The Commission has also found the amended restructuring plans of Alpha Bank and Eurobank to be in line with EU state aid rules. It concluded that the measures already implemented as part of the two banks' existing restructuring plans, in addition to those envisaged in the amended plans, will enable Alpha Bank and Eurobank to return to viability in line with EU state aid rules.
EU Commissioner in charge of competition policy, Margrethe Vestager, said: "This is an important step in the right direction for the economic recovery of Greece. The fully private capital raising for both Alpha Bank and Eurobank is a clear signal of strengthened trust in the viability of the two banks and the Greek banking system."
On 31 October 2015, the comprehensive assessment carried out by the European Central Bank's Single Supervisory Mechanism (SSM) to ensure that the four systemic Greek banks are adequately capitalised identified a capital shortfall of €2.74 billion for Alpha Bank and €2.12 billion for Eurobank.
Alpha Bank and Eurobank have succeeded in fully covering their capital needs with capital from private investors (existing creditors, through voluntary exchange of their bonds for new shares, and new investors), without having to resort to capital injections by the State. The private capital raising was helped by the Hellenic Financial Stability Fund's (HFSF) backstop, i.e. its commitment to cover any capital needs not found from private investors or from existing bond holders. It is a clear sign of market confidence in the restoration of the long-term viability of these two banks. It also shows that contributions by junior and senior bondholders can significantly reduce and even completely avoid the need for injections of taxpayer money to support banks, whilst preserving financial stability.
On this basis, and in light of the extensive restructuring of Alpha Bank and Eurobank implemented already, the Greek authorities proposed only minor changes to the restructuring plans approved in June 2014 and April 2014, respectively. These changes include a deepening of the banks' operational restructuring and some amendments of deadlines in response to the changes in the economic situations of the banks. The Commission concluded that the backstop provided by the HFSF as well as the amended restructuring plans are in line with EU state aid rules.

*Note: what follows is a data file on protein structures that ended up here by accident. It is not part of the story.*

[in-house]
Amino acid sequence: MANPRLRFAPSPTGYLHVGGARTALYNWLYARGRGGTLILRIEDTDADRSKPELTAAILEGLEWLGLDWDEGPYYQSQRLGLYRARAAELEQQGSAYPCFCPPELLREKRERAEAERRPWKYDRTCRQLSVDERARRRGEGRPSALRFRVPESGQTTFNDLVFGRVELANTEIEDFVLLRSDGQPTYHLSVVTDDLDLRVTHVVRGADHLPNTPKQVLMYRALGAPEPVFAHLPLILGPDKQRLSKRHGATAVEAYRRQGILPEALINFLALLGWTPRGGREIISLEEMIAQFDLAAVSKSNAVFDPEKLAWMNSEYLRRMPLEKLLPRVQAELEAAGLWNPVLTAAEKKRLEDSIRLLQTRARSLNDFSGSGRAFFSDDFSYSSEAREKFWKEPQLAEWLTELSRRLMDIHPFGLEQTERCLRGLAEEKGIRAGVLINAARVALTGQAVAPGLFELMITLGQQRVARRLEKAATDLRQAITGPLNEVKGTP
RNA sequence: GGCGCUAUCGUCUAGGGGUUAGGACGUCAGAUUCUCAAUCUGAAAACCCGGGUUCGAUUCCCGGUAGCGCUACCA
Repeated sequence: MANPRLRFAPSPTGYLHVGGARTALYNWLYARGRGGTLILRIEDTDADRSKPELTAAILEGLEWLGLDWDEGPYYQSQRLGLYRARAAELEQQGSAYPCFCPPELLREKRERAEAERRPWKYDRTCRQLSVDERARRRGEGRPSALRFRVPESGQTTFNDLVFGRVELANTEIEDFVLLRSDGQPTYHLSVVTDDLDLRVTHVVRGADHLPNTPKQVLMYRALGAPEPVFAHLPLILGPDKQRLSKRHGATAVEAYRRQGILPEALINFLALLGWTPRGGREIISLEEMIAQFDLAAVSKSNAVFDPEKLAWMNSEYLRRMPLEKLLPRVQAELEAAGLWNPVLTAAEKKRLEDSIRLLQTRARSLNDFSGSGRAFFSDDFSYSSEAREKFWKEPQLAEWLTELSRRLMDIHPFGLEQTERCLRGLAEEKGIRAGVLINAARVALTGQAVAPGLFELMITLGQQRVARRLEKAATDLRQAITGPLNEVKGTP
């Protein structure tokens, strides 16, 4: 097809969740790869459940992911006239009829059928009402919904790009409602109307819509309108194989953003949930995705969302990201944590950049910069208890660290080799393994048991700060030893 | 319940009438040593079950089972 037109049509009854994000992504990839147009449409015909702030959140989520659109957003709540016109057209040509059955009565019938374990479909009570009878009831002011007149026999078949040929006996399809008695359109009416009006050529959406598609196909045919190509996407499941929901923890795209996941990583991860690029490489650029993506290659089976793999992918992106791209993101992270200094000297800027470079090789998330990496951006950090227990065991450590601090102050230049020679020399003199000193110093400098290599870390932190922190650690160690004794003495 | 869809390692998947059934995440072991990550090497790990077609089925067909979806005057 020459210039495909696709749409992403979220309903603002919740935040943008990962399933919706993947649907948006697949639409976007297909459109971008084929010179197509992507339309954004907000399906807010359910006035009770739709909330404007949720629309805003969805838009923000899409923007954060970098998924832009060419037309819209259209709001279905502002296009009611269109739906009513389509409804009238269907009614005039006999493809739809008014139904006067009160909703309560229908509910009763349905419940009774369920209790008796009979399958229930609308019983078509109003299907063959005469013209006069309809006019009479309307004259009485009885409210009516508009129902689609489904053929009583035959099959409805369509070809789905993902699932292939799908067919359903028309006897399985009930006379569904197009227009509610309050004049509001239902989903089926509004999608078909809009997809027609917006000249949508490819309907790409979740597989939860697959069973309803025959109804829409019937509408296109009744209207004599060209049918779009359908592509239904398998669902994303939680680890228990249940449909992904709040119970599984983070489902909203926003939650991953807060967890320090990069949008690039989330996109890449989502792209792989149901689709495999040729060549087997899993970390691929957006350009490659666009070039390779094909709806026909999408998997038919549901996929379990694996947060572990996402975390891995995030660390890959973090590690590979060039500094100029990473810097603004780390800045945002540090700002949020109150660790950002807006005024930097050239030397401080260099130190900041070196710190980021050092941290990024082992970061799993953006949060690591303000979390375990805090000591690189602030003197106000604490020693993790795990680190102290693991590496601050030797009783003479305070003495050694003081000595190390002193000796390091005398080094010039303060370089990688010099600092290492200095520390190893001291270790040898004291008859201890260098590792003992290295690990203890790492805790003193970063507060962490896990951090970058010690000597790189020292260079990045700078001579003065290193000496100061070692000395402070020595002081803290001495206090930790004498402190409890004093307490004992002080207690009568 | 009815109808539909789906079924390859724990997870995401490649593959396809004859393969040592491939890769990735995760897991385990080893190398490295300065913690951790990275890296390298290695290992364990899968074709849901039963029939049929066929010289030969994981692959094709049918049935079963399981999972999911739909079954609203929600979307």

The Commission approved restructuring plans for Eurobank and Alpha Bank in April and June 2014, respectively. Despite positive signs over the course of 2014, the events that led to the agreement of a European Stability Mechanism (ESM) support programme for Greece in August 2015 significantly changed the situation on the ground and projections on the basis of which the restructuring plans were approved. In October 2015, the European Central Bank's Single Supervisory Mechanism (SSM) carried out a comprehensive assessment of the four systemic Greek banks to ensure they are adequately capitalised.
The ESM support programme agreed for Greece includes funding which is earmarked to cover potential capital needs of the banking sector. However, under EU state aid rules, additional capital requirements should in the first place be covered from the market and/or other private sources. If this is not sufficient and a bank needs state aid in the form of a capital injection, such support then has to be approved under EU state aid rules before it is granted, and on the basis of a restructuring plan.
Please also see the Commission's Policy Brief "State aid to European banks: returning to viability" on the application of EU state aid rules in the banking sector.
The non-confidential version of this decision will be made available under the case number SA.43366 and SA.43363 in the State Aid Register on the competition website once any confidentiality issues have been resolved. New publications of state aid decisions on the internet and in the Official Journal are listed in the State Aid Weekly e-News.